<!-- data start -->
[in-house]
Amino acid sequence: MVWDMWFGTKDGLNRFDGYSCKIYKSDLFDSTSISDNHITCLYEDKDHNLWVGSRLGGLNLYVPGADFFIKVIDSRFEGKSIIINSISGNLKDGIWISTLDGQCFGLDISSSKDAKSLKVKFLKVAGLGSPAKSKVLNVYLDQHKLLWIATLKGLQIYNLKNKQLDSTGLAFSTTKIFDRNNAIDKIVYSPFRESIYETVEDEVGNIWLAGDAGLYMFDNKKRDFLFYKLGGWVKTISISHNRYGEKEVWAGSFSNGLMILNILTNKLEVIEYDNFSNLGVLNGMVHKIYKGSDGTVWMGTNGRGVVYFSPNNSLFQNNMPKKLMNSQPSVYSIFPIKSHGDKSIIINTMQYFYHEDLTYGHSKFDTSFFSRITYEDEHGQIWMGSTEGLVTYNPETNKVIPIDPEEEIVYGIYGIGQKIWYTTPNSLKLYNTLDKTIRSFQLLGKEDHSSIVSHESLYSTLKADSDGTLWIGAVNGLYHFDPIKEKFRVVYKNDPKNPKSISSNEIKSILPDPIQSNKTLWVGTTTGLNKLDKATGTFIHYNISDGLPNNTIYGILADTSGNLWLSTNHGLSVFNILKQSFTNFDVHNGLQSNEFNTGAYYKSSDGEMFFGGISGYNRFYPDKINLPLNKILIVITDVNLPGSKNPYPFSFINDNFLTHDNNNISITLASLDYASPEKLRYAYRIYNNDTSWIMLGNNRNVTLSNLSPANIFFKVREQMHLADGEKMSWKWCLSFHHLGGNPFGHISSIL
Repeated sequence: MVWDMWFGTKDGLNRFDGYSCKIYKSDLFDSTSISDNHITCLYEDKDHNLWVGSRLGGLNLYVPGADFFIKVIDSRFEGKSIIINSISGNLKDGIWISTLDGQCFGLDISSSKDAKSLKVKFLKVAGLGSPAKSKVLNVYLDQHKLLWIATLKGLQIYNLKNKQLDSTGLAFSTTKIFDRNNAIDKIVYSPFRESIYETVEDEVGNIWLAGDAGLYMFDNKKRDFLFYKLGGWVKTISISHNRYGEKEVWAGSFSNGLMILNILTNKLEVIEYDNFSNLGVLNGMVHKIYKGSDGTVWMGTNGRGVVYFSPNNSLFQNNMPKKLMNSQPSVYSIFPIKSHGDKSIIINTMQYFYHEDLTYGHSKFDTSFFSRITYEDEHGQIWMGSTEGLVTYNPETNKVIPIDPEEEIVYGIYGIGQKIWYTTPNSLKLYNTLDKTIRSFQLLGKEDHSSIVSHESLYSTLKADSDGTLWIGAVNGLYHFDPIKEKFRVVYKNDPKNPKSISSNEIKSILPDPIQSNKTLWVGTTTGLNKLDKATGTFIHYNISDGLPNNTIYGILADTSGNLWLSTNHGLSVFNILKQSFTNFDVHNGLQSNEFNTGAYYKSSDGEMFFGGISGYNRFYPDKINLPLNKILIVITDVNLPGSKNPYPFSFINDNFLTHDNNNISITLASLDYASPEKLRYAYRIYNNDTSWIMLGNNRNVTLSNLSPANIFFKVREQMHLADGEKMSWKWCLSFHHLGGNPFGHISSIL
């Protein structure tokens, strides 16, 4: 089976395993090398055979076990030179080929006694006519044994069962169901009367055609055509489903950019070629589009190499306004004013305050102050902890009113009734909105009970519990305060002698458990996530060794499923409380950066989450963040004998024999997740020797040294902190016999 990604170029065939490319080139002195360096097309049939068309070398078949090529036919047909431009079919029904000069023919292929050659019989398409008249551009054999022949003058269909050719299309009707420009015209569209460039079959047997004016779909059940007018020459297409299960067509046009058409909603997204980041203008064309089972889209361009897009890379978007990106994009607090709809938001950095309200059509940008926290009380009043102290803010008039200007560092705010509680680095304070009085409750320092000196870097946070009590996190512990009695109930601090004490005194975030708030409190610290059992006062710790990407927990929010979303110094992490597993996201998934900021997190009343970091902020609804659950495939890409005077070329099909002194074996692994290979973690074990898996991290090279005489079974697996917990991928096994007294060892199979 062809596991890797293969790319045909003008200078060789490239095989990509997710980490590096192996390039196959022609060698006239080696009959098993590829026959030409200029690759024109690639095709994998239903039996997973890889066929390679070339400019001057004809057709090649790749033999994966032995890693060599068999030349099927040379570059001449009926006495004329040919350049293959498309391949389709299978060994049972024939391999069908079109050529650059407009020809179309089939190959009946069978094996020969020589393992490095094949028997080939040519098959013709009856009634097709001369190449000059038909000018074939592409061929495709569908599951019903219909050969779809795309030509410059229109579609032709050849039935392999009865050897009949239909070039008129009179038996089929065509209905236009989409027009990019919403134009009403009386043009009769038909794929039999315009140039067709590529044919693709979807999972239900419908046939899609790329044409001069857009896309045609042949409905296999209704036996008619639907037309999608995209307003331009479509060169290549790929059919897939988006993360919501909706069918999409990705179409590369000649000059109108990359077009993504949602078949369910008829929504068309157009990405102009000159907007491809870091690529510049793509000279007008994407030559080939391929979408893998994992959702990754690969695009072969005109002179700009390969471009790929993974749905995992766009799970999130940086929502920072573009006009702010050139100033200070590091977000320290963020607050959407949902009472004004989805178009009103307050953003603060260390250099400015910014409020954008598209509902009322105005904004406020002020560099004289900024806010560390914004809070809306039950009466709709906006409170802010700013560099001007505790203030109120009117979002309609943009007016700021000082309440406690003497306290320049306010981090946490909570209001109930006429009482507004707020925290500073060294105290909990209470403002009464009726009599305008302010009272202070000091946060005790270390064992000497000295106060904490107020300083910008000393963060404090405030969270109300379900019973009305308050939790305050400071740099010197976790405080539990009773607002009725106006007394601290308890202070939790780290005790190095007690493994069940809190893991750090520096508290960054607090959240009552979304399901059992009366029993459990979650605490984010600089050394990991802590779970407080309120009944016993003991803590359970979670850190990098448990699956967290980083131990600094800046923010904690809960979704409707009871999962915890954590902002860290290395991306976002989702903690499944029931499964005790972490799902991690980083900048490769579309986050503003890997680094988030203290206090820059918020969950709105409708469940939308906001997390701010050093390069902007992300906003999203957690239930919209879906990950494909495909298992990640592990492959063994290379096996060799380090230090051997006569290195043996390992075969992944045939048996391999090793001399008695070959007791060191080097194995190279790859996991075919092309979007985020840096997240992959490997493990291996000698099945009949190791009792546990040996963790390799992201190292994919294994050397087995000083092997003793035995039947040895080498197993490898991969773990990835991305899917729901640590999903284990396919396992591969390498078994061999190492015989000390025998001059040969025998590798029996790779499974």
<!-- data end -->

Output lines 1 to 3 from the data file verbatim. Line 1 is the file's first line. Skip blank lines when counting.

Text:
[in-house]
Amino acid sequence: MVWDMWFGTKDGLNRFDGYSCKIYKSDLFDSTSISDNHITCLYEDKDHNLWVGSRLGGLNLYVPGADFFIKVIDSRFEGKSIIINSISGNLKDGIWISTLDGQCFGLDISSSKDAKSLKVKFLKVAGLGSPAKSKVLNVYLDQHKLLWIATLKGLQIYNLKNKQLDSTGLAFSTTKIFDRNNAIDKIVYSPFRESIYETVEDEVGNIWLAGDAGLYMFDNKKRDFLFYKLGGWVKTISISHNRYGEKEVWAGSFSNGLMILNILTNKLEVIEYDNFSNLGVLNGMVHKIYKGSDGTVWMGTNGRGVVYFSPNNSLFQNNMPKKLMNSQPSVYSIFPIKSHGDKSIIINTMQYFYHEDLTYGHSKFDTSFFSRITYEDEHGQIWMGSTEGLVTYNPETNKVIPIDPEEEIVYGIYGIGQKIWYTTPNSLKLYNTLDKTIRSFQLLGKEDHSSIVSHESLYSTLKADSDGTLWIGAVNGLYHFDPIKEKFRVVYKNDPKNPKSISSNEIKSILPDPIQSNKTLWVGTTTGLNKLDKATGTFIHYNISDGLPNNTIYGILADTSGNLWLSTNHGLSVFNILKQSFTNFDVHNGLQSNEFNTGAYYKSSDGEMFFGGISGYNRFYPDKINLPLNKILIVITDVNLPGSKNPYPFSFINDNFLTHDNNNISITLASLDYASPEKLRYAYRIYNNDTSWIMLGNNRNVTLSNLSPANIFFKVREQMHLADGEKMSWKWCLSFHHLGGNPFGHISSIL
Repeated sequence: MVWDMWFGTKDGLNRFDGYSCKIYKSDLFDSTSISDNHITCLYEDKDHNLWVGSRLGGLNLYVPGADFFIKVIDSRFEGKSIIINSISGNLKDGIWISTLDGQCFGLDISSSKDAKSLKVKFLKVAGLGSPAKSKVLNVYLDQHKLLWIATLKGLQIYNLKNKQLDSTGLAFSTTKIFDRNNAIDKIVYSPFRESIYETVEDEVGNIWLAGDAGLYMFDNKKRDFLFYKLGGWVKTISISHNRYGEKEVWAGSFSNGLMILNILTNKLEVIEYDNFSNLGVLNGMVHKIYKGSDGTVWMGTNGRGVVYFSPNNSLFQNNMPKKLMNSQPSVYSIFPIKSHGDKSIIINTMQYFYHEDLTYGHSKFDTSFFSRITYEDEHGQIWMGSTEGLVTYNPETNKVIPIDPEEEIVYGIYGIGQKIWYTTPNSLKLYNTLDKTIRSFQLLGKEDHSSIVSHESLYSTLKADSDGTLWIGAVNGLYHFDPIKEKFRVVYKNDPKNPKSISSNEIKSILPDPIQSNKTLWVGTTTGLNKLDKATGTFIHYNISDGLPNNTIYGILADTSGNLWLSTNHGLSVFNILKQSFTNFDVHNGLQSNEFNTGAYYKSSDGEMFFGGISGYNRFYPDKINLPLNKILIVITDVNLPGSKNPYPFSFINDNFLTHDNNNISITLASLDYASPEKLRYAYRIYNNDTSWIMLGNNRNVTLSNLSPANIFFKVREQMHLADGEKMSWKWCLSFHHLGGNPFGHISSIL